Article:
Jumping off the social media bridge
I’m the first to admit that I’m kind of a nut about my website and blog analytics…almost obsessive about it really. I love looking at traffic swings from day-to-day, month-to-month and beyond. Of course, who doesn’t love to look at a good benchmark comparison as well, right?
One thing that is a constant trend when I’m looking at search engine traffic is social media. Roughly 60% of my search engine related blog hits are the result of a keyword search for architects and social media, in some combination. I find that even more interesting considering that I don’t REALLY love posting about social media all that much. I don’t mind it, I just don’t want to constantly tweet about tweeting and blog about blogging so to speak…it gets kind of repetitive after a while.
Well, I guess this is my obligatory blog post about blogging…and stuff.
As architects, engineers, developers, builders, etc. continue to dive into Twitter and Facebook, I just want to ask three questions to help you find your way. Actually…just the same question three different ways.
1. Why am I doing this?
Because everybody else is? Because I have something unique to share? Because I think I’m going to get some business from it? There really isn’t a wrong answer to that question. It’s ok to jump on the bandwagon, as they say. Just figure out what the answer is and make sure that you’re working towards a goal…as any time that you spend doing THIS, you’re spending time not doing THAT.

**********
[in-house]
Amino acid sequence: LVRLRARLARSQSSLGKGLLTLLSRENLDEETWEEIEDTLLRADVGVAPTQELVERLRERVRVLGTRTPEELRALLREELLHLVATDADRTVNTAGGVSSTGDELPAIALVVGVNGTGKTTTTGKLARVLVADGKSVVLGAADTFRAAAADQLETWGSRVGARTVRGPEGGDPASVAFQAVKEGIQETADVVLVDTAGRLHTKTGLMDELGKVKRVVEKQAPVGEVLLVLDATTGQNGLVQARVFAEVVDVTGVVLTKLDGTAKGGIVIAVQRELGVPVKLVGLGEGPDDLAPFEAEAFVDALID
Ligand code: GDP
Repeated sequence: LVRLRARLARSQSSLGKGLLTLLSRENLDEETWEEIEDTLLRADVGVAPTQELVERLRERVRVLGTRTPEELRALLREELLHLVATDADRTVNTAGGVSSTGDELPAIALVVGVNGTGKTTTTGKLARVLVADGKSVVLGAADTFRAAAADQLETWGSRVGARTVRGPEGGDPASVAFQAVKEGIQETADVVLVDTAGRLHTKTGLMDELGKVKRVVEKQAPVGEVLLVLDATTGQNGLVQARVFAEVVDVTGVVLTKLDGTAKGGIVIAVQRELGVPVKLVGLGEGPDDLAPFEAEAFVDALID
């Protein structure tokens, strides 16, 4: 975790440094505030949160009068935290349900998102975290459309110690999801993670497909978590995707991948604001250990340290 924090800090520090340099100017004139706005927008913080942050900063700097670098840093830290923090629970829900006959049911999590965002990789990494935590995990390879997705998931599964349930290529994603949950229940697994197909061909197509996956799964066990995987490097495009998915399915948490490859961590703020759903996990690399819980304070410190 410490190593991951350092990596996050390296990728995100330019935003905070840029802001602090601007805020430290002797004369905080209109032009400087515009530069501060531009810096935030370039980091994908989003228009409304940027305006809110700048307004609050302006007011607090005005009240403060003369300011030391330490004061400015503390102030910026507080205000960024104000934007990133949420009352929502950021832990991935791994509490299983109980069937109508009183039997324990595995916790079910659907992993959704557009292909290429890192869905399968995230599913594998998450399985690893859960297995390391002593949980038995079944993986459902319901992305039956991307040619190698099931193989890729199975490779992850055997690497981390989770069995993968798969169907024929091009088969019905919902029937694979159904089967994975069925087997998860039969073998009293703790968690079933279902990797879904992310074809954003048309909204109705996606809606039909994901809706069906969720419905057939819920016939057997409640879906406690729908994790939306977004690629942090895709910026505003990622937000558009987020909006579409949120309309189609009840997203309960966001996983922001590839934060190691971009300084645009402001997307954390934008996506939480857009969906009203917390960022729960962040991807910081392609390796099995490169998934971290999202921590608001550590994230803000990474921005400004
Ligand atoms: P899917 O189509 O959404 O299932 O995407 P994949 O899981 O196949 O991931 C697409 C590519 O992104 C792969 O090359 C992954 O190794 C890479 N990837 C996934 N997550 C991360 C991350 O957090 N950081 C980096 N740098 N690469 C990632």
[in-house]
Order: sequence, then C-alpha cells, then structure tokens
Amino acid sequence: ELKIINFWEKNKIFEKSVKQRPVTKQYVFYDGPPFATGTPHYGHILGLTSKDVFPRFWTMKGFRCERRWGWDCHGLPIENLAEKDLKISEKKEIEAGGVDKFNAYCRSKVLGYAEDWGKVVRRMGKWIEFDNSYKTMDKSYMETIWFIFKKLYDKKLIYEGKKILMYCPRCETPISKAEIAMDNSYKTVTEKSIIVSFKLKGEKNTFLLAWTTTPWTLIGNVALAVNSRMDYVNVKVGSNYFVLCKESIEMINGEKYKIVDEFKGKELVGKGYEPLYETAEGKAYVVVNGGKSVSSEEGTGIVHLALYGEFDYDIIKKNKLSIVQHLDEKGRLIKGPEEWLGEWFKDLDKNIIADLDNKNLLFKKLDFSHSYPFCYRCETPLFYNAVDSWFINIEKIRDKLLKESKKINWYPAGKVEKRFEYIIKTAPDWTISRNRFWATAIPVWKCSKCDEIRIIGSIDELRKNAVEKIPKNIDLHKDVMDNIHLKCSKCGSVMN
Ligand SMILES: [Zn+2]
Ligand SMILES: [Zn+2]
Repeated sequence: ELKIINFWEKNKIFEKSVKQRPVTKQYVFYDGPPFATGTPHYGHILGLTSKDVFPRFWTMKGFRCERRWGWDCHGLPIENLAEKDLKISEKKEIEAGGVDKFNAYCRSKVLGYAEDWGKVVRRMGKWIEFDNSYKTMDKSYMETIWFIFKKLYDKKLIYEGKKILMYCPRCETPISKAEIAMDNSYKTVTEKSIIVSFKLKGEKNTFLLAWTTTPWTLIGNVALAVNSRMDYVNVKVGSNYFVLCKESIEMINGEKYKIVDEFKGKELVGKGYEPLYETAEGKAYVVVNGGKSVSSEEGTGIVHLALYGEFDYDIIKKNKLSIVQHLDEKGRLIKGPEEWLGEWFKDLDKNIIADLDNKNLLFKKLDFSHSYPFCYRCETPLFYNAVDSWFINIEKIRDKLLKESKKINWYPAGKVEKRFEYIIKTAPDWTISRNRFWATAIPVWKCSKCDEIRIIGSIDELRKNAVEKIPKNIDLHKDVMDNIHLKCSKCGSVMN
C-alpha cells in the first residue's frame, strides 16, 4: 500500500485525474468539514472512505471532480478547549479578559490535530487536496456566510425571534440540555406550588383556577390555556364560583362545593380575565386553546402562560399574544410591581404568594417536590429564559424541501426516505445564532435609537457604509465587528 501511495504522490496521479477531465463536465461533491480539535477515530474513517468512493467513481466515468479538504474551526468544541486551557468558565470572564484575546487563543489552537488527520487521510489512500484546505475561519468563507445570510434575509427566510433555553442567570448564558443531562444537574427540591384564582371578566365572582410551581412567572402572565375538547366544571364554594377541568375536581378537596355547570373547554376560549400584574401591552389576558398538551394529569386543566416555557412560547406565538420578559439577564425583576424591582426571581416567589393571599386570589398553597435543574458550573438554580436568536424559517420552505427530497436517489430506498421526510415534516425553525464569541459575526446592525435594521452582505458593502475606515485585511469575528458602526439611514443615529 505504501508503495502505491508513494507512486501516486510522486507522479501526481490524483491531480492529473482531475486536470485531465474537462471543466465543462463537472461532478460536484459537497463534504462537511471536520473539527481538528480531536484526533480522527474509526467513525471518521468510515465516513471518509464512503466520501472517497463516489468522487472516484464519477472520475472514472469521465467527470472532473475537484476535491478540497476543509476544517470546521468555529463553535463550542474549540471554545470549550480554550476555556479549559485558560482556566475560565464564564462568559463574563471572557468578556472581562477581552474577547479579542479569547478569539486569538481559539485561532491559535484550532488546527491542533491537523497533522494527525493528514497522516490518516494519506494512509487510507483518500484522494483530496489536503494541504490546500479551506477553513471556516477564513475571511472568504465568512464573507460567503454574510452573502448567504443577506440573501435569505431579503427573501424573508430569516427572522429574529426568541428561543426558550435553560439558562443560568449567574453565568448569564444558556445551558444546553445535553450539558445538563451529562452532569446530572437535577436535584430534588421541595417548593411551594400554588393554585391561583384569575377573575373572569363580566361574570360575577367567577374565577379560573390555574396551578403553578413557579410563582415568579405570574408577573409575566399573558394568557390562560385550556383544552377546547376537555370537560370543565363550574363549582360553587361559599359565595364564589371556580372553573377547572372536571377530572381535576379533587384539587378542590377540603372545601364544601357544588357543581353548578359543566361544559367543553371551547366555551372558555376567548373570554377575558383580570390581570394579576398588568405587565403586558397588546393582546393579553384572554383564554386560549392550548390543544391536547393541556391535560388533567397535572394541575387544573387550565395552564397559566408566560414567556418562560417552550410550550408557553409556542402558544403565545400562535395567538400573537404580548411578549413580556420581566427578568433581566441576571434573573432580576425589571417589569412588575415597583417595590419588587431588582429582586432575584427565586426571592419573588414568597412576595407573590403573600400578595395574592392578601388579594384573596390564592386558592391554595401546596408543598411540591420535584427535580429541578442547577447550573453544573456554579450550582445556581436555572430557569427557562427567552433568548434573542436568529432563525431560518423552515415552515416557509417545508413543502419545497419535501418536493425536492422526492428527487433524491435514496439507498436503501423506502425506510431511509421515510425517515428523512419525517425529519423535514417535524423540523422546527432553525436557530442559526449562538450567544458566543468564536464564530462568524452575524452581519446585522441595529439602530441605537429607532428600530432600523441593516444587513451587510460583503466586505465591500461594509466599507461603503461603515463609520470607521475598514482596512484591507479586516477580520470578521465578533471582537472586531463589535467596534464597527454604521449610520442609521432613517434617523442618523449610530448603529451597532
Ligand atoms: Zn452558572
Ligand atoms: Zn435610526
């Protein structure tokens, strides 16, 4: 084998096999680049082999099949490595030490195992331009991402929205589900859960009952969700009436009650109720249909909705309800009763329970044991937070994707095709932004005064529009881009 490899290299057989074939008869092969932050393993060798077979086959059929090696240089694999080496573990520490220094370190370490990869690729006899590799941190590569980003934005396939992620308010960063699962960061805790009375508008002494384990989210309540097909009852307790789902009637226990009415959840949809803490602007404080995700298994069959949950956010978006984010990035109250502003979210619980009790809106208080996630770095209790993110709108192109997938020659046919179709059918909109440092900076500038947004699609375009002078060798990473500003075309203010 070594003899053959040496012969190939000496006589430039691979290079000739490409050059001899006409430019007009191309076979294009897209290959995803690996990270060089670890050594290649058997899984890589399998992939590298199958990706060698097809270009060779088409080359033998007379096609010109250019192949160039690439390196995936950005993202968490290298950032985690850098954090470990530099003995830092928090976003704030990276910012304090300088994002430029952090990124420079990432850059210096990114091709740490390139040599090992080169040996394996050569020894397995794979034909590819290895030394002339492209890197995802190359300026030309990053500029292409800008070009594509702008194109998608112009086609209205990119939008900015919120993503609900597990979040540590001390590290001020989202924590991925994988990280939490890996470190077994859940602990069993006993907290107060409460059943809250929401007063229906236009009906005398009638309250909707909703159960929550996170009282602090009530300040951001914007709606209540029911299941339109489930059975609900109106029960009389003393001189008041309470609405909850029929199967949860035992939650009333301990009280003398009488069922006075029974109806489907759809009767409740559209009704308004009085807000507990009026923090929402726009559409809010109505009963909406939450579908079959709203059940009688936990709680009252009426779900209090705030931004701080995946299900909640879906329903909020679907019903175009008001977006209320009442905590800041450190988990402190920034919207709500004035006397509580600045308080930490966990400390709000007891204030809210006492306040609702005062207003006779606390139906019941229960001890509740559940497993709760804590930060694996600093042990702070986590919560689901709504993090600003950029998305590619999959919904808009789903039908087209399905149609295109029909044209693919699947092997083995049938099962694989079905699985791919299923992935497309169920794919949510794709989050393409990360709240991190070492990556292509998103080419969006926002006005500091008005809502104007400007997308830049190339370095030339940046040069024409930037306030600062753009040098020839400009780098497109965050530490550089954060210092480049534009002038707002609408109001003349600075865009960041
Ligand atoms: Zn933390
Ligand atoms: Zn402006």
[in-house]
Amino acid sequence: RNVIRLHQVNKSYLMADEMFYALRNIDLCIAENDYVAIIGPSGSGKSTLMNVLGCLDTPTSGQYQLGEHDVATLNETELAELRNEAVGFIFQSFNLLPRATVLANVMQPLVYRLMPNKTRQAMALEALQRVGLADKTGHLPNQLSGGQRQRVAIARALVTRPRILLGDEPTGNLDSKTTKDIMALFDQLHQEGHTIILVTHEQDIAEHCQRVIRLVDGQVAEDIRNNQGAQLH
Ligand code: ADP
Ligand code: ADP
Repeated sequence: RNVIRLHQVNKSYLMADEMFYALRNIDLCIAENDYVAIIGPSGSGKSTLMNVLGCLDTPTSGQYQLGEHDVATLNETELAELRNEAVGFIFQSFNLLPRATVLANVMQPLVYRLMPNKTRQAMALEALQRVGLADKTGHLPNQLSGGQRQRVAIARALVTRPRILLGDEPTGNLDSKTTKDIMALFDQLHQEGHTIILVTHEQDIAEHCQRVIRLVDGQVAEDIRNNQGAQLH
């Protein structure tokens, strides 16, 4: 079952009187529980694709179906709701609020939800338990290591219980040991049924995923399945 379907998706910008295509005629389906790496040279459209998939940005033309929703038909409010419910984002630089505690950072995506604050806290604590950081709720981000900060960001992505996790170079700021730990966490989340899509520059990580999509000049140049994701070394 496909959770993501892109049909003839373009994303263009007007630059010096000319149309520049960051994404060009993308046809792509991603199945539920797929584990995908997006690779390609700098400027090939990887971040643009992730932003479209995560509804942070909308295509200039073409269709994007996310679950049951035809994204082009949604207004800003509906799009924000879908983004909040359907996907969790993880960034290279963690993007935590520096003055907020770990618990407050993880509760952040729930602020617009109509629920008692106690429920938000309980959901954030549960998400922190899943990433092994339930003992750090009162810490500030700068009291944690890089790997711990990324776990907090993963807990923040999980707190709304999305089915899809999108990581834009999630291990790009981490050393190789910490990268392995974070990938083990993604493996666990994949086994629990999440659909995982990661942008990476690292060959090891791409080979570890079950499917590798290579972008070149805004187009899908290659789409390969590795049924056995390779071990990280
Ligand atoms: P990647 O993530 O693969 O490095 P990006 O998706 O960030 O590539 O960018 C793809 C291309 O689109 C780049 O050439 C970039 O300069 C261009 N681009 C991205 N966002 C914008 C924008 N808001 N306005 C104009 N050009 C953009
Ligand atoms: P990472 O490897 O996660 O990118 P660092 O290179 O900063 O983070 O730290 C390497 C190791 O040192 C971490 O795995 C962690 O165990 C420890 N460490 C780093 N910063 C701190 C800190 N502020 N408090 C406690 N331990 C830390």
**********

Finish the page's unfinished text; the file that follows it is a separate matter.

2. Why am I doing this?
Whatever your role is, if you’re the main tweeter, blogger…how come? There’s a reason that you have chosen (or someone else chose you) to be a voice for your firm or the industry. Share information and create fresh content that is valuable to the rest of us based on your personal experiences. Other professionals that are at your level in their organization will value your insights more when they believe you feel their pain, whether you’re a CEO, Project Manager or Marketing Director.
3. Why am I doing this?
Don’t confuse activity with progress. Retweet because it’s something of value or interest, not just to make sure you tweet 25 times a day. (*disclaimer: Some seasoned tweeps may disagree with me on this, and that’s ok.) Before posting your next blog entry, see if there is a timely reason to write something new. i.e. Big conference next month, good article in the latest Marketer that made you think about things differently. For me, as a social media-wielding professional, I prefer to give a good mixture of my own original content and forwarded or RT’ed info. Everything you send shouldn’t necessarily be “advancing your goals” specifically, but you also don’t want to inundate people with so much information that they stop paying attention to the original thoughts that actually came from you.
I guess when looking at the growing number of AEC industry professionals using social media, mom’s question “If everybody was jumping off a bridge, would you do it?” applies now. I’ll liken a good strategy to a bungee cord on this one, and say, “Yes mom, I believe with the proper equipment, I would.”